Andrew’s Secret Spice Blend. My son’s superpower is his ability to become an expert on any subject he takes a special interest in. After performing his first cooking demonstration in the first grade, he dreamed of becoming a chef. Now 25 years old, Andrew—a young man with autism—works part-time as a prep chef in a commercial catering kitchen. During his free time he researches his favorite foods, hunting through cookbooks, magazines, cooking shows, and the internet for recipes. His current fascination with Colonel Sanders and Kentucky Fried Chicken has led him to collect all things having to do with their crispy, crunchy, flavorful crust.
Lisa L Wasikowski is an ASD self-advocate who lives in the Seattle area with her husband and daughter. We are grateful for her generosity in sharing her personal journey, insight, and reflections with Autism Blog readers.
Someone asked me to describe my ASD “coming out story”. Well, this is effectively it. I’ve told a handful of people, and currently wonder how to deal with regrets. When you’re the kind of person who lives as an open book, something like this won’t stay secret for very long, and since some people know, and people like to discuss, I’m sure it’s leaked beyond my pool. Now, it’s in the public eye of discernment. Take it for what it’s worth to you, and kindly move on. Read full post »
I think back to when the Seattle Children’s Autism Center was first launched in 2009, I still remember one of our first staff meetings where clinicians from backgrounds in psychology, psychiatry, neurology, developmental pediatrics, and speech therapy were all in attendance. All of us had been providing services for people with autism, but we had been doing the work in “silos.” We had dreamed of the day of working as a team, learning from each other, and coordinating care for people and families impacted by ASD. When that day was realized, it was an even better experience than we had imagined! The complexity of ASD makes this multidisciplinary approach to care essential, and Seattle Children’s Autism Center was built with this in mind. Since our beginning, we have welcomed over 4500 families through our doors, offering over 22,000 visits annually.
Another important feature in autism care is recognizing that support needed often falls into the “uncompensated” care category. This uncompensated care is one of the reasons why Seattle Children’s is the organization in the Pacific Northwest best suited to provide autism care, as this is at the heart of Seattle Children’s mission. Partnering with our community through philanthropy and outreach means that we are on this amazing journey together, providing care for all people regardless of their ability to pay. We simply would not be where we are today without the belief, commitment and support from our community, and for that, we are eternally grateful.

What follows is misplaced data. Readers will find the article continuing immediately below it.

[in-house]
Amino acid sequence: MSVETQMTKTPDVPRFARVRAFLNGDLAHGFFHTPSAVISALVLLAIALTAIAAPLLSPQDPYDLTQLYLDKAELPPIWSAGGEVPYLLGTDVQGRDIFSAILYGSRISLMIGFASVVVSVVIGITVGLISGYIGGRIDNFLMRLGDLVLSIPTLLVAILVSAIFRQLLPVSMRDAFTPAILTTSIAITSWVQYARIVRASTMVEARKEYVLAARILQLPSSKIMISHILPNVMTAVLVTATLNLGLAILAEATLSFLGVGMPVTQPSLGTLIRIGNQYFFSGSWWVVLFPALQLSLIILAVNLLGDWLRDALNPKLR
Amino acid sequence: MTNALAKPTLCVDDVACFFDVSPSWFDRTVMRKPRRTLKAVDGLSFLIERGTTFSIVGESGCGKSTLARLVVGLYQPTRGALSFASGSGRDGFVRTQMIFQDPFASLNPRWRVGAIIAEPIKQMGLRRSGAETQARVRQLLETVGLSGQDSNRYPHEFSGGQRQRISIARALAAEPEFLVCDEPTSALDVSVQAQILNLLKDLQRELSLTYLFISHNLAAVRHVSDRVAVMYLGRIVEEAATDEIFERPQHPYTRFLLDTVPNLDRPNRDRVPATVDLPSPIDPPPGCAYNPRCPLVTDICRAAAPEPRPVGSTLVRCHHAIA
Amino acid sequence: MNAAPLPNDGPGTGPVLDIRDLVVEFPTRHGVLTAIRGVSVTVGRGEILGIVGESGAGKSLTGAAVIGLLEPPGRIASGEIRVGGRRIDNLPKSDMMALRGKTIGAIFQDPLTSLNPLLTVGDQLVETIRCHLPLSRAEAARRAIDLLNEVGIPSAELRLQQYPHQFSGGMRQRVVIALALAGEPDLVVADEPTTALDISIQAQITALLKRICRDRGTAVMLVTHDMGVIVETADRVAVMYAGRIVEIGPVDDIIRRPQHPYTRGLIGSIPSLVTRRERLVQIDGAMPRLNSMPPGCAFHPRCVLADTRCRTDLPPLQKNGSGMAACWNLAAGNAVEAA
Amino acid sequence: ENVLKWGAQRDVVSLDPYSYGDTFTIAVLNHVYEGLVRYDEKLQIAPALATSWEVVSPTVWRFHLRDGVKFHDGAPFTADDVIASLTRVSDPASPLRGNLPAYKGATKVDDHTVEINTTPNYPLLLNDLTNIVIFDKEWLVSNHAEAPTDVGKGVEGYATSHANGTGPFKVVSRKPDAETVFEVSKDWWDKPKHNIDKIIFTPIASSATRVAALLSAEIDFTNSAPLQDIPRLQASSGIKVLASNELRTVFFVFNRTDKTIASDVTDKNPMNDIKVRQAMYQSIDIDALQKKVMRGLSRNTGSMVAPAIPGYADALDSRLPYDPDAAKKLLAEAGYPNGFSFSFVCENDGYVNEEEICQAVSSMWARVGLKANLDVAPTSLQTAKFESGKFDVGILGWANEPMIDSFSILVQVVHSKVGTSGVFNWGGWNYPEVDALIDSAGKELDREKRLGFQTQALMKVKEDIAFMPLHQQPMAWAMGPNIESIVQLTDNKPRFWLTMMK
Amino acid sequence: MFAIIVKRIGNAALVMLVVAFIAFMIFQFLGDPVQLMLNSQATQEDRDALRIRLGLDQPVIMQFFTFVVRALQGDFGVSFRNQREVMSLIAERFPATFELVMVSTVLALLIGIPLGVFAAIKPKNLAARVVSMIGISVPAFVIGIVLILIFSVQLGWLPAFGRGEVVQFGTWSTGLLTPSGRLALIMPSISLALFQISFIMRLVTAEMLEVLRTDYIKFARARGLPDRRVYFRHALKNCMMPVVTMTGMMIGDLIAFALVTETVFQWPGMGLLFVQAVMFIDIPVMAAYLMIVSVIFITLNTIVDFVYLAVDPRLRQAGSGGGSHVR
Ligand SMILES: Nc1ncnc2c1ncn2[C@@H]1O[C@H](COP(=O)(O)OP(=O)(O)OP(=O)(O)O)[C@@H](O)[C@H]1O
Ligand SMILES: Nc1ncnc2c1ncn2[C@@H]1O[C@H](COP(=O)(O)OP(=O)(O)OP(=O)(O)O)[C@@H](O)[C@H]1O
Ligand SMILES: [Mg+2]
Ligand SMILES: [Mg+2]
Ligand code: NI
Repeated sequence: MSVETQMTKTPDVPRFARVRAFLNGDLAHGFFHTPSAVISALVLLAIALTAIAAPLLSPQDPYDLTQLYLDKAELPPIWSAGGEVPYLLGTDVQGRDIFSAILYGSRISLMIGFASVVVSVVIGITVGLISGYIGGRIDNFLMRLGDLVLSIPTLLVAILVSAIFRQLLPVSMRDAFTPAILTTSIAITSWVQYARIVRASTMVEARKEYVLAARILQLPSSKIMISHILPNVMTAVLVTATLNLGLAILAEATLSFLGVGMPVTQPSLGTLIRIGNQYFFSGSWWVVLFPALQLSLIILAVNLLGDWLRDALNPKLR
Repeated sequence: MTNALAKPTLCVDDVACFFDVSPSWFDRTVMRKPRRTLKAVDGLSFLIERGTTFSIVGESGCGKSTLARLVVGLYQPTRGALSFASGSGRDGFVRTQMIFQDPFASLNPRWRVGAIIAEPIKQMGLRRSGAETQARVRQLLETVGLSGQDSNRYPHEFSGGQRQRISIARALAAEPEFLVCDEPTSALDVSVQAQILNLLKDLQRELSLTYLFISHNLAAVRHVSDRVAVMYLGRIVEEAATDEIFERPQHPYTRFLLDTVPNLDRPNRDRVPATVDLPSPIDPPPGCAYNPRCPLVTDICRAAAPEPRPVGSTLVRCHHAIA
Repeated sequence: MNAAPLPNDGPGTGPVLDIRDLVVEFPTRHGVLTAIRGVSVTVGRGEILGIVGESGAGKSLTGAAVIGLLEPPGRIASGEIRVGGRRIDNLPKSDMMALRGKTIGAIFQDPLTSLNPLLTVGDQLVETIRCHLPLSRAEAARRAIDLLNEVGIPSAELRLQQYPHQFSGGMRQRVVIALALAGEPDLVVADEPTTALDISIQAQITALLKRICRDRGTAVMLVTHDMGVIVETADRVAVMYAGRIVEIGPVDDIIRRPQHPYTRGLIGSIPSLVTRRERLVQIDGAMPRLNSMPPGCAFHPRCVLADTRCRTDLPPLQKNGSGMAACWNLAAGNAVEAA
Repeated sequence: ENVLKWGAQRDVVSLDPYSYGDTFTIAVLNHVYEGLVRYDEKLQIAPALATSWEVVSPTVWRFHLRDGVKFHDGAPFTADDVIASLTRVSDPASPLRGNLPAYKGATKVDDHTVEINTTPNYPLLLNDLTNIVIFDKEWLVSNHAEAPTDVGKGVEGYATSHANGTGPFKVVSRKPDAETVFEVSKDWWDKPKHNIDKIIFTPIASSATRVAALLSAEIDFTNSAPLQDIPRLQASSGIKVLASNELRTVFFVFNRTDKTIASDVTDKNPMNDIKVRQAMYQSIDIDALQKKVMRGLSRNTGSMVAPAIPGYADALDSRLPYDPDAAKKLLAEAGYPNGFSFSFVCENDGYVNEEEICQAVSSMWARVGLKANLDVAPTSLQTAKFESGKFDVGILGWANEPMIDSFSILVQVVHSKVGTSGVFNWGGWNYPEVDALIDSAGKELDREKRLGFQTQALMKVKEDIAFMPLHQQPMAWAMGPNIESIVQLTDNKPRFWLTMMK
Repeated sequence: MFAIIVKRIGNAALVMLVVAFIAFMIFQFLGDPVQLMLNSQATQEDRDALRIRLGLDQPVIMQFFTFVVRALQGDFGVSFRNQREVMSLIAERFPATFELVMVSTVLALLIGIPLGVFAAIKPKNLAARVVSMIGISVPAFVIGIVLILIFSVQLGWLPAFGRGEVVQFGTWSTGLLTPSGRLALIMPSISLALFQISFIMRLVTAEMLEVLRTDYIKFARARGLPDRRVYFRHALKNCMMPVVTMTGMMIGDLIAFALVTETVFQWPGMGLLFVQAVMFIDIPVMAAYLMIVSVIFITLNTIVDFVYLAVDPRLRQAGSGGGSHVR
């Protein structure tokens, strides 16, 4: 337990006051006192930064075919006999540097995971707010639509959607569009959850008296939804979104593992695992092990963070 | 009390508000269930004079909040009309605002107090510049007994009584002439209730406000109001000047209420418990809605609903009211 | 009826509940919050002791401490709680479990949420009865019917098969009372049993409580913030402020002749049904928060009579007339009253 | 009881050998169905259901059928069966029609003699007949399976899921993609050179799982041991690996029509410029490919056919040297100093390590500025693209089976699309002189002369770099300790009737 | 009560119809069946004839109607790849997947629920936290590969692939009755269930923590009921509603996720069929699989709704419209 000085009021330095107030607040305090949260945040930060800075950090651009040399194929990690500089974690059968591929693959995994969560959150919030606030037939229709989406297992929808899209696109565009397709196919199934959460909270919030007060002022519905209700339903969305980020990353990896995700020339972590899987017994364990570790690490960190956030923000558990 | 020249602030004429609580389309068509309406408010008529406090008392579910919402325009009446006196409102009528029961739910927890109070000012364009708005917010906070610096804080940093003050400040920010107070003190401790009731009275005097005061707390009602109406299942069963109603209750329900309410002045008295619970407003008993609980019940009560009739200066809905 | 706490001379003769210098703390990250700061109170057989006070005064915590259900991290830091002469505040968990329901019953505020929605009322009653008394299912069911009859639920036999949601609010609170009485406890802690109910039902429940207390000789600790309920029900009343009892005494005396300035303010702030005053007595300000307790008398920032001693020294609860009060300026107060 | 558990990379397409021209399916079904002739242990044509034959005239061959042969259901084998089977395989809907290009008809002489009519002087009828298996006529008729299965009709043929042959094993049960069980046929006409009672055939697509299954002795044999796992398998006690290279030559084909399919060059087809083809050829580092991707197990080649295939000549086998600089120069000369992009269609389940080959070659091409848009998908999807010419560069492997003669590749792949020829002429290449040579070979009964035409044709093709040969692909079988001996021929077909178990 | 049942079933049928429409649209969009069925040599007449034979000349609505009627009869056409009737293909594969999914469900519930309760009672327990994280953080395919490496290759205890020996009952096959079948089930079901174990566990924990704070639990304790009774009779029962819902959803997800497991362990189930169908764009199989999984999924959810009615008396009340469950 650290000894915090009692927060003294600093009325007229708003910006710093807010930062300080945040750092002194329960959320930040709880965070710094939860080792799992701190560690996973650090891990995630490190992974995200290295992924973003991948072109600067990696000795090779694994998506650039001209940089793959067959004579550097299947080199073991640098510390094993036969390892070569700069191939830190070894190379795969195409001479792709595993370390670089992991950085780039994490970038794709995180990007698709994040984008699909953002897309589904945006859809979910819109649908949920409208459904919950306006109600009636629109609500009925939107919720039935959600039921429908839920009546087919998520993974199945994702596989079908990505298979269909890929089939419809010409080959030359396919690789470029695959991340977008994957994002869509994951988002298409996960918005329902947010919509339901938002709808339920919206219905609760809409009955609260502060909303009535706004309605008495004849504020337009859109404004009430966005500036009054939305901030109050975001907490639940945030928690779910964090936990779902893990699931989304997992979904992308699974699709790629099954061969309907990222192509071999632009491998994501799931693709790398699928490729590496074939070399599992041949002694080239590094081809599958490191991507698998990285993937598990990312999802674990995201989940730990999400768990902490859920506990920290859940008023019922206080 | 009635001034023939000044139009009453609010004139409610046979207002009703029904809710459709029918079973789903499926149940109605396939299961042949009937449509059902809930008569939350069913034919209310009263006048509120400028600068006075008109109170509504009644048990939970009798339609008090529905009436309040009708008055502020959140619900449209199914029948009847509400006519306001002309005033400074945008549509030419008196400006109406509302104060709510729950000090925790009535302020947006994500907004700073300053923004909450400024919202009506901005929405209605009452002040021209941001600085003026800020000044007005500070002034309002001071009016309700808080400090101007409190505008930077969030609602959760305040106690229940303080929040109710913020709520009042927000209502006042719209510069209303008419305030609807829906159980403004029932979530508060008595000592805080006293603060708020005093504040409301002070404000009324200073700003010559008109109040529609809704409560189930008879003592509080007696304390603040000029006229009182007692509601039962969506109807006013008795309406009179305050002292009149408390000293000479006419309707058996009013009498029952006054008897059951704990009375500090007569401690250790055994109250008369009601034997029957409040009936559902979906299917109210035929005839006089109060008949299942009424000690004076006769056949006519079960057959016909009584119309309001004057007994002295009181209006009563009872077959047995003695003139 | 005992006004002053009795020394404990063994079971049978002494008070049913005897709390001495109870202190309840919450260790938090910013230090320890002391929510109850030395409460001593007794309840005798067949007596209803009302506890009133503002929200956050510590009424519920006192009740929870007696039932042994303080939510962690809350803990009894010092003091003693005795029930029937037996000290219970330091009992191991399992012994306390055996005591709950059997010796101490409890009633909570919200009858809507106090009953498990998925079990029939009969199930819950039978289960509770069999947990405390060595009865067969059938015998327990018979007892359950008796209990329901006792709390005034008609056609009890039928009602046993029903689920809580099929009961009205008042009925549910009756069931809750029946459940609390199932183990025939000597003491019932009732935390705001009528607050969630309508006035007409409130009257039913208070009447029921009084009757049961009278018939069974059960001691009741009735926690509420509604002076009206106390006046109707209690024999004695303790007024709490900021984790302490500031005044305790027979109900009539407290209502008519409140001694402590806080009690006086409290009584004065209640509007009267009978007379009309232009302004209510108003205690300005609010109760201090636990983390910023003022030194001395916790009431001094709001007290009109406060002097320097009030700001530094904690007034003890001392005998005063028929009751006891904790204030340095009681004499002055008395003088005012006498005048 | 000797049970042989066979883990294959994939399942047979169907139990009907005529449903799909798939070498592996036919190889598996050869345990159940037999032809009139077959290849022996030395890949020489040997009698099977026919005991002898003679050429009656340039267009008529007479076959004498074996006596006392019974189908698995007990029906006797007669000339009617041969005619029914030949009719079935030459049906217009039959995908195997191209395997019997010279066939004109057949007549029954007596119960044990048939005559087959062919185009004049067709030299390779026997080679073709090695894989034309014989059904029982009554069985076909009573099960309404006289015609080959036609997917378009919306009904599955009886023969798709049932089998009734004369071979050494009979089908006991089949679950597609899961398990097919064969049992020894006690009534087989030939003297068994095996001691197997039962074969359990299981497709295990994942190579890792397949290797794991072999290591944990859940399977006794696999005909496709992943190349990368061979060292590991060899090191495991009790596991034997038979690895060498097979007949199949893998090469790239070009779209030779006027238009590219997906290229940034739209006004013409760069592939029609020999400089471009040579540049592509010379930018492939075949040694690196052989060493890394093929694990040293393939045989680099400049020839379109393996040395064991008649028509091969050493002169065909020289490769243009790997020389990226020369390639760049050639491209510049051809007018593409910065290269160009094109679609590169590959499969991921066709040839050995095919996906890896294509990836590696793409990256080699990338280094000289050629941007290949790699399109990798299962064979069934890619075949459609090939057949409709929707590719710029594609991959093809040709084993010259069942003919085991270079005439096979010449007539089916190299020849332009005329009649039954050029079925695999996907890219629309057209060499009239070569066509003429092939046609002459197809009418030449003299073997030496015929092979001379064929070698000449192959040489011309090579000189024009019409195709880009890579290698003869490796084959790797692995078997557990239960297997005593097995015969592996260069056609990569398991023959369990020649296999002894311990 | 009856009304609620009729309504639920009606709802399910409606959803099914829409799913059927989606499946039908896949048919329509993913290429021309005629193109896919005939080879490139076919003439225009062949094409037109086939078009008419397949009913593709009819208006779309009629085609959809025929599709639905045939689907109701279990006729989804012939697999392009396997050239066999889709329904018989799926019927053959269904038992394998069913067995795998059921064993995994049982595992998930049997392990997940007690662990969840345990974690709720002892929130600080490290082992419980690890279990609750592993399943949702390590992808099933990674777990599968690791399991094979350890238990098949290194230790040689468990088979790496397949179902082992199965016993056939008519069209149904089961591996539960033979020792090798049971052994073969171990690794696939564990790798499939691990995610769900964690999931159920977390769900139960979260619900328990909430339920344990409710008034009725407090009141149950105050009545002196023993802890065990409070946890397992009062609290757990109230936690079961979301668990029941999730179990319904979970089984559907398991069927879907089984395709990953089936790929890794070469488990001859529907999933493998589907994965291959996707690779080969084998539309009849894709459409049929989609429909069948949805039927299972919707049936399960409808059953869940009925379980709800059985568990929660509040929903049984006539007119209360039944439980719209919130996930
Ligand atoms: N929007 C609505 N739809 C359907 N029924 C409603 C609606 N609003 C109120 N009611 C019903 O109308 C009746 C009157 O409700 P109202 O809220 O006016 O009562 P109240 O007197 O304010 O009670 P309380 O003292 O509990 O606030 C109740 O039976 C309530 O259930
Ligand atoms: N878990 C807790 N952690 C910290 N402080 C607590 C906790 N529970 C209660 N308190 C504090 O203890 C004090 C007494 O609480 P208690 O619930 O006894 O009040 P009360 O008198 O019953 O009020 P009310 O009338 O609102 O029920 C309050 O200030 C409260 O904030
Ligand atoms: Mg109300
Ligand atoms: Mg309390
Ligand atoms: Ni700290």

We are fortunate that ASD care seems to draw a special type of service provider and clinician. The teamwork, the willingness to go the extra mile, the positive attitudes, and the unselfish goal of providing service and care to those in need, all bring the staff at Seattle Children’s Autism Center closely together. We feel privileged with the gift of being invited into the lives of so many individuals and their families.
In 10 years, we have accomplished so much together, yet we have so much unfinished work still ahead. I have seen so much progress towards the goal of getting everyone with ASD the care they need, yet we clearly have not met many of our goals, including the most glaring challenge of access to diagnoses in a timely fashion. Initiatives underway to address the unmet needs excite me as much as when we first launched Seattle Children’s Autism Center. I feel the future is brighter than ever, and I am thrilled to be on this journey with my colleagues, the families, and our amazing Pacific Northwest community!
A special acknowledgment and heartfelt thanks to the following staff who have been with us at the Autism Center since the very beginning;
- Carola Meyer
- Anita Wright
- Jen Mannheim
- Amber Persons
- Katrina Davis
- Gary Stobbe
- Jan Bersin
- Felice Orlich
- Dora Hall
- Stephanie Pickering
- Lindsey Miller
- Mariam Araujo
- Sara Webb
- Raphe Bernier
- Deb Gumbardo
“Hakuna Matata- what a wonderful phrase. It means no worries….”.
For many families living with autism, something as simple as going to a movie, or out for dinner can present challenges, filling families full of worry about the what-ifs. Fears about tantrums, meltdowns, yelling or humming and the responses from those in the community can at times, make options for family activities feel limited.